VaMoS 2019 is one of the best international workshop about software engineering: great papers, talks, nice interactions, etc. And variability everywhere, the core topic! I am a little bit biased because I like VaMoS very much. It is already the 13th edition of the International Workshop on Variability Modelling of Software-Intensive Systems. It will be working conference in the future, a nice complement to SPLC, the major venue when you’re interested in software product lines, configurable systems, and variability.

Last year, I’ve presented VaryLaTeX a learning approach to generate papers that are not desk-reject, typically when you want to meet pages’ limits. This year, Maxime Cordy will present “Towards Learning-Aided Configuration in 3D Printing: Feasibility Study and Application to Defect Prediction” preprint available.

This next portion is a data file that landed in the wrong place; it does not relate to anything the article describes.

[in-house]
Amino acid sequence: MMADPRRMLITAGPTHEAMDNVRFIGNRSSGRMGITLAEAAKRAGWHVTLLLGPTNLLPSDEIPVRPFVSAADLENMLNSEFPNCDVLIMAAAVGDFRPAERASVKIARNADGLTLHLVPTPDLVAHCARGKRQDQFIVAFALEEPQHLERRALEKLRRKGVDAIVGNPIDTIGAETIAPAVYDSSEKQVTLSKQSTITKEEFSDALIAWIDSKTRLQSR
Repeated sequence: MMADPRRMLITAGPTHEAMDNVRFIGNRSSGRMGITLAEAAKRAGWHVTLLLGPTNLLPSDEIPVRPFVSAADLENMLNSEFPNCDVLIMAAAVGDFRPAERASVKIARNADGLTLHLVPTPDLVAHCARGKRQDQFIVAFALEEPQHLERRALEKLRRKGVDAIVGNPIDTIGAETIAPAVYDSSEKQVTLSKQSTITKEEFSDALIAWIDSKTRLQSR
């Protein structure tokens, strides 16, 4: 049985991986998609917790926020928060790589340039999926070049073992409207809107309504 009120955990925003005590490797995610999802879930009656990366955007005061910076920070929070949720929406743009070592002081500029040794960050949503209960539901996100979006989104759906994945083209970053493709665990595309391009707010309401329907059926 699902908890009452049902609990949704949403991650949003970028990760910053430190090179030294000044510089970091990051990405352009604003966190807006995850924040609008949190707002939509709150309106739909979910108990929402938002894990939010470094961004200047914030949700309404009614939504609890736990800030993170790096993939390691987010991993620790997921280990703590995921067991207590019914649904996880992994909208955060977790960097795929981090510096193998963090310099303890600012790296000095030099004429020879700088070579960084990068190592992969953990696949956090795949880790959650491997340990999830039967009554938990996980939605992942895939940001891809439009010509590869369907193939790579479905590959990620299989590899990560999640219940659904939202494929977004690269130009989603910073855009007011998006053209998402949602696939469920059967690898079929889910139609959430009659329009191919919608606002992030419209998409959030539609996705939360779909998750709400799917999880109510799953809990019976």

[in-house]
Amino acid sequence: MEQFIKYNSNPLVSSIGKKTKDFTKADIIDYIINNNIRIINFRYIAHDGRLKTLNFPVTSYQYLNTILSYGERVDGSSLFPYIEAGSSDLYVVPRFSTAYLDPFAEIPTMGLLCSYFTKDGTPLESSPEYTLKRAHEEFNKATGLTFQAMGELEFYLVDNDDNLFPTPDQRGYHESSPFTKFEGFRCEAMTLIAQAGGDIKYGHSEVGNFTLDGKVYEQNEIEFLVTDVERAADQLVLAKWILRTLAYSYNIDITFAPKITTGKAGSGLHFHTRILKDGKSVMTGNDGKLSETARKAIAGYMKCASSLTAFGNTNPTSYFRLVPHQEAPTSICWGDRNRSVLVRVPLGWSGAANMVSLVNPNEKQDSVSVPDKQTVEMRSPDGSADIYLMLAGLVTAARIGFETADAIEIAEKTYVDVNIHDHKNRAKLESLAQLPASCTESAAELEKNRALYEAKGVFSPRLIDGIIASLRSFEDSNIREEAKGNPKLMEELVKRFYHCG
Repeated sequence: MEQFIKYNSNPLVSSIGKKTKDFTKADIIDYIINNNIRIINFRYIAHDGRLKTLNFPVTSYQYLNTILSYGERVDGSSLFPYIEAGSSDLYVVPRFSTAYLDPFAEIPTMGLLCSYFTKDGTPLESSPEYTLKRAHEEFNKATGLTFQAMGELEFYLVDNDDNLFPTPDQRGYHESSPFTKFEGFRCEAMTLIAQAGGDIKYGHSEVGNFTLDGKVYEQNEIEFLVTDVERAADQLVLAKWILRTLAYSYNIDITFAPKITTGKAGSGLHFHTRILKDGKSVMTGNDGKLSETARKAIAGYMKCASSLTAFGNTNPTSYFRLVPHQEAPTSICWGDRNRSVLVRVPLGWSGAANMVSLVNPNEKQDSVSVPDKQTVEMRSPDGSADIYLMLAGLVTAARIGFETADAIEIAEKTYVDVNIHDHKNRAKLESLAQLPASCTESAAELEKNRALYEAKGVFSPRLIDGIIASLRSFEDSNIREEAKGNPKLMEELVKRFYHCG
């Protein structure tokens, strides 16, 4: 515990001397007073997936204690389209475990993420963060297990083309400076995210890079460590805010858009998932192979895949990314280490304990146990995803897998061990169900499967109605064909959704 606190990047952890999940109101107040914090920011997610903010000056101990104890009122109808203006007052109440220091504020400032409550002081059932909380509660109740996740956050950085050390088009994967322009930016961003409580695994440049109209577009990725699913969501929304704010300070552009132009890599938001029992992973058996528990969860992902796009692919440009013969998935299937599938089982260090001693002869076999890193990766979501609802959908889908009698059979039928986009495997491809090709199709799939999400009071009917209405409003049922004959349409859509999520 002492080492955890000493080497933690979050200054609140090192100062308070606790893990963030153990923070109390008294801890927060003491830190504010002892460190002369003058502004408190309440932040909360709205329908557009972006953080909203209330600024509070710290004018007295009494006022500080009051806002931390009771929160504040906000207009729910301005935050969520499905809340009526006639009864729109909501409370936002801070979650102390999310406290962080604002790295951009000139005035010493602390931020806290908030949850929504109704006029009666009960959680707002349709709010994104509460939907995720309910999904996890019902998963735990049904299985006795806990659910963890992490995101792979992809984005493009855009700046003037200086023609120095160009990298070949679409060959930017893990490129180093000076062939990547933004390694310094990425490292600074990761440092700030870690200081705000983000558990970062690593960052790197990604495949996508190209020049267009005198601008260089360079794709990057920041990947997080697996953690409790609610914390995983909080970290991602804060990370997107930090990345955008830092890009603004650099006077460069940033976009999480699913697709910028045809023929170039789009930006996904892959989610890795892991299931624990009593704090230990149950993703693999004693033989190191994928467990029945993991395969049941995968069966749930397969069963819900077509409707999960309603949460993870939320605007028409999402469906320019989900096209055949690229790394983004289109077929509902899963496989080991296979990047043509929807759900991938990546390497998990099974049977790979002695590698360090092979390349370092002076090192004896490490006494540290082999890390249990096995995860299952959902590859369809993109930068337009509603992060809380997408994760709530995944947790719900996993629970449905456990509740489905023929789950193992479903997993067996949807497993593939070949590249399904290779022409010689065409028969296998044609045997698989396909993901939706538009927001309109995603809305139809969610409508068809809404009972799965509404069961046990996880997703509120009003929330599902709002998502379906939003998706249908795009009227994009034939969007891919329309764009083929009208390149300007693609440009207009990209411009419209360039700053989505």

The goal of this paper is to prevent the customization of ill-formed 3D models. We combine automated techniques with learning to predict defects, and we did it on Thingiverse a popular place for makers. The abstract:

Configurators rely on logical constraints over parameters to aid users and determine the validity of a configuration. However, for some domains, capturing such configuration knowledge is hard, if not infeasible. This is the case in the 3D printing industry, where parametric 3D object models contain the list of parameters and their value domains, but no explicit constraints. This calls for a complementary approach that learns what configurations are valid based on previous experiences. In this paper, we report on preliminary experiments showing the capability of state-of-the-art classification algorithms to assist the configuration process. While machine learning holds its promises when it comes to evaluation scores, an in-depth analysis reveals the opportunity to combine the classifiers with constraint solvers.

Don’t hesitate to contact me if you’re interested in this subject.


Mathieu Acher